Beach House Diaries: 8 Tips for Collecting Gifts from the Sea
Anne Morrow Lindbergh knew where to look for coveted seashells: after all Captiva (her destination of choice) and its sister island Sanibel are magnets for conchologists. Some 400 species have been identified there, including the shell hunters' "Holy Grail" – the Junonia. Treasures, though, can turn up almost anywhere. Here are a few tips to get you started.
- The prime rule for beachcombing is "the lower the traffic the higher the haul." So you'll do best in less accessible or popular areas.
- Hot spots include tiny coves, crevices or any other sort of geographic feature which can trap whatever booty the currents bring in.
- Regardless of the location, you'll be most successful in the early morning hours after the tide retreats or immediately after a storm.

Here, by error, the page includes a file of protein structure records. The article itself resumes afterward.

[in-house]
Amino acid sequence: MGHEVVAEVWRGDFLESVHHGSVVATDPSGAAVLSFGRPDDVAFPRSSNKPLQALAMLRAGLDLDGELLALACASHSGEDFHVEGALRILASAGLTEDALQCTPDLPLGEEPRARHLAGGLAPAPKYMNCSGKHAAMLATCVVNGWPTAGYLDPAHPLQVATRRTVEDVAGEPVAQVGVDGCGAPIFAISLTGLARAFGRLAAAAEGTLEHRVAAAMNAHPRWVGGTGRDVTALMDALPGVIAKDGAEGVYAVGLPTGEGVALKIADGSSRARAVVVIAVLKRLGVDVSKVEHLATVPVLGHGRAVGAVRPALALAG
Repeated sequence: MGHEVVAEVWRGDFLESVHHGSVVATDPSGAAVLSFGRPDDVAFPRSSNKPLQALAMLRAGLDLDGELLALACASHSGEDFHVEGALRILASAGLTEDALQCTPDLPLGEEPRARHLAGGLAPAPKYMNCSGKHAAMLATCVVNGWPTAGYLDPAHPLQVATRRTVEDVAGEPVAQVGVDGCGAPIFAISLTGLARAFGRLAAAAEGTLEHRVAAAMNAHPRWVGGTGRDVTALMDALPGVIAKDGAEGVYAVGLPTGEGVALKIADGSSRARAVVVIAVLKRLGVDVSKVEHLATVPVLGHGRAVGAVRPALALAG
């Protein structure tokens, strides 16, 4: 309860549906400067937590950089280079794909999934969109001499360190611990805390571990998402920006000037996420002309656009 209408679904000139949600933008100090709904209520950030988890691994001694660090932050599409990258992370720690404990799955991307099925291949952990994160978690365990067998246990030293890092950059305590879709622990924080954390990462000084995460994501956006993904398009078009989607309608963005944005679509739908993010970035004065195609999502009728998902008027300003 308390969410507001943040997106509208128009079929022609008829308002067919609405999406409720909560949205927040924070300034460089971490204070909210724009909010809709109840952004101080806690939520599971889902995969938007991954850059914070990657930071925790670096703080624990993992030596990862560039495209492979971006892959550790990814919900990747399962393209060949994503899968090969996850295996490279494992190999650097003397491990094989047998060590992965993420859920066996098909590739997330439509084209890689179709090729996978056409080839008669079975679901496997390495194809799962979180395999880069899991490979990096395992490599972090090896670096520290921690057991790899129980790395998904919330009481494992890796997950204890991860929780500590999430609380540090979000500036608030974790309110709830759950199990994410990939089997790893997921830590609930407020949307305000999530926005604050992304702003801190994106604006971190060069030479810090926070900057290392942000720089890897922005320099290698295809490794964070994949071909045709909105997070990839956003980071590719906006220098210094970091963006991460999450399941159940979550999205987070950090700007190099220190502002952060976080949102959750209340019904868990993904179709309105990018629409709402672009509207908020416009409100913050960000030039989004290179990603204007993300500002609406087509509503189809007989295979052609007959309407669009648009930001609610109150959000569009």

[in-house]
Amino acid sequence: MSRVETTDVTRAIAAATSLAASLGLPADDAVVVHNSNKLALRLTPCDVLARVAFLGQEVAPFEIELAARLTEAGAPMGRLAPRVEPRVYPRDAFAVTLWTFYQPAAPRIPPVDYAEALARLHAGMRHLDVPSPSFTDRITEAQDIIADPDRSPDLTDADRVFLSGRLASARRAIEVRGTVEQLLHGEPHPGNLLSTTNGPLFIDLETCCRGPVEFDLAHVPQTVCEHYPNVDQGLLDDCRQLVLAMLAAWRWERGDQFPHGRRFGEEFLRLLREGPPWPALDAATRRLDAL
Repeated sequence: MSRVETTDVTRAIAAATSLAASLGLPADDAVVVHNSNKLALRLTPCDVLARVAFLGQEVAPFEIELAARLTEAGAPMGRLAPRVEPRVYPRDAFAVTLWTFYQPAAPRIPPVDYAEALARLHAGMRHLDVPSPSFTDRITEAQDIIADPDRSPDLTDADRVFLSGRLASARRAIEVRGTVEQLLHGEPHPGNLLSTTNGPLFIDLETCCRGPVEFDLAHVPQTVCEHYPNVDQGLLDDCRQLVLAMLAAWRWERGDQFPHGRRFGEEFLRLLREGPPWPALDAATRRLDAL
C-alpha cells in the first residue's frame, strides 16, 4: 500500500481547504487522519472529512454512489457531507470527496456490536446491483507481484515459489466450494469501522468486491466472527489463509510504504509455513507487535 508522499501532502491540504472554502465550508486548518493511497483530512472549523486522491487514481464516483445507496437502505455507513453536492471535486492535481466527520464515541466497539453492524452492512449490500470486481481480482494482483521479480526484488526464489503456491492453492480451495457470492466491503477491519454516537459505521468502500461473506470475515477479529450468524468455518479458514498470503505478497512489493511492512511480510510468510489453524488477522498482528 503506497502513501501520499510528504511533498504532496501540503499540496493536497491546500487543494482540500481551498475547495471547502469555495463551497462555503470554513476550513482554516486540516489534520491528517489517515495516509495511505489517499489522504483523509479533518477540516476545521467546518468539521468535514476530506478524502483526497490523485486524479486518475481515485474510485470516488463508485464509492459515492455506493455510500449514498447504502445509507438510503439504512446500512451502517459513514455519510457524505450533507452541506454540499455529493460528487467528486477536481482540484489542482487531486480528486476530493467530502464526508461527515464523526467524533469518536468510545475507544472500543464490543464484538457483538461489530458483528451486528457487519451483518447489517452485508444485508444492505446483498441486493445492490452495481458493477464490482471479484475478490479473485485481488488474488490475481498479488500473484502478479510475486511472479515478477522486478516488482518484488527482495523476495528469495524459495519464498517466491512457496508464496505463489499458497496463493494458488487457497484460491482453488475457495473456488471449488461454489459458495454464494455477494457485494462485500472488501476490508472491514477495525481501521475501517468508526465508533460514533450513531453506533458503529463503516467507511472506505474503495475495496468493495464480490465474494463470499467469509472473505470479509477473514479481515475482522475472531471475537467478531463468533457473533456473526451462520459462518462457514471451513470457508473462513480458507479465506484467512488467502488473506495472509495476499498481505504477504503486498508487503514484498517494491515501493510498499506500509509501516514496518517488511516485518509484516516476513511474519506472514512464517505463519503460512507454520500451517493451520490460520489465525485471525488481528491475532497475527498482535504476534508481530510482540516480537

- The Conchologists of America site has info on clubs and conventions for shell addicts, plus links to a handy world tide predictor.
- As you scan the sand, bear in mind some places have laws prohibiting you from removing any living shells from their habitats.
- Remember, too, that it's not all about the big score: collecting's hypnotic quality makes it a therapeutic activity for stressed adults.
- As an added bonus, it's hard for kids to adopt the standard bent-over stance (alternately called the Sanibel Stoop or Captiva Crouch) while using a smart phone. That leaves the door open for those heart-to-hearts parents pine for.
- More interested in sea glass? Websites such as Sea Glass Journal and Odyssey Sea Glass will help point you in the right direction.